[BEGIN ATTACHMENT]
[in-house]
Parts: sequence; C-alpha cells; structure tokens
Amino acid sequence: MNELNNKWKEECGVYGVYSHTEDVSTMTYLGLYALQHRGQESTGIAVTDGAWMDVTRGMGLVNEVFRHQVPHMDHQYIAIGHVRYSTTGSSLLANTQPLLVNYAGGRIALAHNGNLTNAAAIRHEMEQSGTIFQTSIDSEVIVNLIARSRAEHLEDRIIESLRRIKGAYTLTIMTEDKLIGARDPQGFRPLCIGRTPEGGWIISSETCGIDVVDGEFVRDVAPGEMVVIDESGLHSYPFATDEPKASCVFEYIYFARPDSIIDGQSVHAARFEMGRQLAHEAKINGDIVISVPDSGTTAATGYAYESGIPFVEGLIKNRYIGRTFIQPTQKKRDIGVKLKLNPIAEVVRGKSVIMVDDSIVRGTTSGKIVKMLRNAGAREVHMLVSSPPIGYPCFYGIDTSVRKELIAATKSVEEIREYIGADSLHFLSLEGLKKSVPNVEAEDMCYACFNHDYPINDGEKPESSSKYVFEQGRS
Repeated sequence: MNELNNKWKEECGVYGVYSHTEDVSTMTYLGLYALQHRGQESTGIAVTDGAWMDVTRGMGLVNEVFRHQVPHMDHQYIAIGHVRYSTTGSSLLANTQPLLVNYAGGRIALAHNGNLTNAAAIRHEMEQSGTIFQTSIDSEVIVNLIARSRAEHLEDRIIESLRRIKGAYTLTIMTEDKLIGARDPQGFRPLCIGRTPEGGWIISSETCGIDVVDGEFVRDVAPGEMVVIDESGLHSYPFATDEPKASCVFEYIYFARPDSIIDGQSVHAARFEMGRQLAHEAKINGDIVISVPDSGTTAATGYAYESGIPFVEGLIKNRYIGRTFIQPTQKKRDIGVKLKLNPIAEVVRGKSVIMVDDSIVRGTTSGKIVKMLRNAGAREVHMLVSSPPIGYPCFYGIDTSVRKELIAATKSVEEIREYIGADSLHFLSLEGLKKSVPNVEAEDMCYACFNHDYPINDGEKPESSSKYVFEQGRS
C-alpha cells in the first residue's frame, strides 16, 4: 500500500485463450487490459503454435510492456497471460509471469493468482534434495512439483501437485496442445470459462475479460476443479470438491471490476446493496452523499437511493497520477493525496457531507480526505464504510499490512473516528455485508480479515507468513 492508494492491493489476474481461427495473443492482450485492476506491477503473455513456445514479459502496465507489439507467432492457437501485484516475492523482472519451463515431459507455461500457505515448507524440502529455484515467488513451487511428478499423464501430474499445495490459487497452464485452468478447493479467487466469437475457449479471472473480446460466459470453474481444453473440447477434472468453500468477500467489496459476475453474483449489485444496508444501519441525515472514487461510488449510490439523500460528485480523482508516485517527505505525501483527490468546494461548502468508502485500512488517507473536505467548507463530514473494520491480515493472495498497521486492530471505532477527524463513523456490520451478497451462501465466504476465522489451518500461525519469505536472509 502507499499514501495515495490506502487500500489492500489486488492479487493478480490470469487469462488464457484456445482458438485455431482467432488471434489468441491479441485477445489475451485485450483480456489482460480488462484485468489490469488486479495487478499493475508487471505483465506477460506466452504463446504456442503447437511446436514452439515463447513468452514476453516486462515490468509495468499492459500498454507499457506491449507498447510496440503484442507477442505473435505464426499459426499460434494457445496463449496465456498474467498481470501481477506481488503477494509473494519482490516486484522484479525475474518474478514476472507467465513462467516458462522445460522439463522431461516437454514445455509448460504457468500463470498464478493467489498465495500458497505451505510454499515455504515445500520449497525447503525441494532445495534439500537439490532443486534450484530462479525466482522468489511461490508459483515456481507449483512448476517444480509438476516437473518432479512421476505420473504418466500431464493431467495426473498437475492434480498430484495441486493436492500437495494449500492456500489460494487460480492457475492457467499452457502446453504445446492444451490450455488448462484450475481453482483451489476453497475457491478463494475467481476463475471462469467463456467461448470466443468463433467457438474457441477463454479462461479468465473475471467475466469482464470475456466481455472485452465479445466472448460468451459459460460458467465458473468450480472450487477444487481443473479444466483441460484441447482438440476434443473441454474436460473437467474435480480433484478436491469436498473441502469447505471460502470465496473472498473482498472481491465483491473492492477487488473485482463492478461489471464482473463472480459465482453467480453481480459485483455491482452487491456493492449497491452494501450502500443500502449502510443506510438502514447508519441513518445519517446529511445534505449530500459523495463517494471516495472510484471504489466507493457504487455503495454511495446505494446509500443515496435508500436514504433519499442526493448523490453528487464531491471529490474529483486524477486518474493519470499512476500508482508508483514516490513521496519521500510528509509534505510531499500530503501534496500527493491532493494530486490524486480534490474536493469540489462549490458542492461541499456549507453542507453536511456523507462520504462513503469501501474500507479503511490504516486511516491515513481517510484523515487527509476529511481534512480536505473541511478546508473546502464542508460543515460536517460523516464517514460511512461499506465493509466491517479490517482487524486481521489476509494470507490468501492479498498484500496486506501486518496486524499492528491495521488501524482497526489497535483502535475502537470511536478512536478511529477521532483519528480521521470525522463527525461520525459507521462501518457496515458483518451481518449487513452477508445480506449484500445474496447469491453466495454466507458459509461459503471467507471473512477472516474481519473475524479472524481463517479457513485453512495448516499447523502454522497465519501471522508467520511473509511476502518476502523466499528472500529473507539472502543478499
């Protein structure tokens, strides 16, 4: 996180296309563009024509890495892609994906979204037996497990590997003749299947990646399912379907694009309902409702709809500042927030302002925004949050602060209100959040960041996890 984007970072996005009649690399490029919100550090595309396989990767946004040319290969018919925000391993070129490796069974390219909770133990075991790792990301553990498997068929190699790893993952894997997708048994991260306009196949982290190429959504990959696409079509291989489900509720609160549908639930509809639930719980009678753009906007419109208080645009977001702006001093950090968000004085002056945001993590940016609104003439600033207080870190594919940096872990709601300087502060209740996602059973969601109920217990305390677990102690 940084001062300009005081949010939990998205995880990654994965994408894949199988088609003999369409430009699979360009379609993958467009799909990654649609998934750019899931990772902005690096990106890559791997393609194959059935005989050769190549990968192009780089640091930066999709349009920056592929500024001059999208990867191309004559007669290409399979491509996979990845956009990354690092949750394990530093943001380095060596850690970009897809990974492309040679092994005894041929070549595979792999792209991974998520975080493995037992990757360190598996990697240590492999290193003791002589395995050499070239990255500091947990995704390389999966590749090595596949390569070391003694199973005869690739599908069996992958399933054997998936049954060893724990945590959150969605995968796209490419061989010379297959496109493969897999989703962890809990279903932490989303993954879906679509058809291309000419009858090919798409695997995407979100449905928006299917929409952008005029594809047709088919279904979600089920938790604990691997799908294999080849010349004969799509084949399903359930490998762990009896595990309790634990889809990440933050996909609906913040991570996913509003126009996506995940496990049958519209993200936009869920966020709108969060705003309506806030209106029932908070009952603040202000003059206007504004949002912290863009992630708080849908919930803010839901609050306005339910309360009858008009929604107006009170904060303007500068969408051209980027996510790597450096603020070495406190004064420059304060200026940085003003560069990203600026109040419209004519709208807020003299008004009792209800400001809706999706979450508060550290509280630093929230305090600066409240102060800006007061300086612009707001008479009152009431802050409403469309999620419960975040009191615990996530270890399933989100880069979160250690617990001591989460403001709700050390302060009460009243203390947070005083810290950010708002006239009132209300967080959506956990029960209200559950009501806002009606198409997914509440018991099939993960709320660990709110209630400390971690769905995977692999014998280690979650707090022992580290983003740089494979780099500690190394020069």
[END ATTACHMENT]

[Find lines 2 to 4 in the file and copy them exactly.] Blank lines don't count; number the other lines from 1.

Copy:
Parts: sequence; C-alpha cells; structure tokens
Amino acid sequence: MNELNNKWKEECGVYGVYSHTEDVSTMTYLGLYALQHRGQESTGIAVTDGAWMDVTRGMGLVNEVFRHQVPHMDHQYIAIGHVRYSTTGSSLLANTQPLLVNYAGGRIALAHNGNLTNAAAIRHEMEQSGTIFQTSIDSEVIVNLIARSRAEHLEDRIIESLRRIKGAYTLTIMTEDKLIGARDPQGFRPLCIGRTPEGGWIISSETCGIDVVDGEFVRDVAPGEMVVIDESGLHSYPFATDEPKASCVFEYIYFARPDSIIDGQSVHAARFEMGRQLAHEAKINGDIVISVPDSGTTAATGYAYESGIPFVEGLIKNRYIGRTFIQPTQKKRDIGVKLKLNPIAEVVRGKSVIMVDDSIVRGTTSGKIVKMLRNAGAREVHMLVSSPPIGYPCFYGIDTSVRKELIAATKSVEEIREYIGADSLHFLSLEGLKKSVPNVEAEDMCYACFNHDYPINDGEKPESSSKYVFEQGRS
Repeated sequence: MNELNNKWKEECGVYGVYSHTEDVSTMTYLGLYALQHRGQESTGIAVTDGAWMDVTRGMGLVNEVFRHQVPHMDHQYIAIGHVRYSTTGSSLLANTQPLLVNYAGGRIALAHNGNLTNAAAIRHEMEQSGTIFQTSIDSEVIVNLIARSRAEHLEDRIIESLRRIKGAYTLTIMTEDKLIGARDPQGFRPLCIGRTPEGGWIISSETCGIDVVDGEFVRDVAPGEMVVIDESGLHSYPFATDEPKASCVFEYIYFARPDSIIDGQSVHAARFEMGRQLAHEAKINGDIVISVPDSGTTAATGYAYESGIPFVEGLIKNRYIGRTFIQPTQKKRDIGVKLKLNPIAEVVRGKSVIMVDDSIVRGTTSGKIVKMLRNAGAREVHMLVSSPPIGYPCFYGIDTSVRKELIAATKSVEEIREYIGADSLHFLSLEGLKKSVPNVEAEDMCYACFNHDYPINDGEKPESSSKYVFEQGRS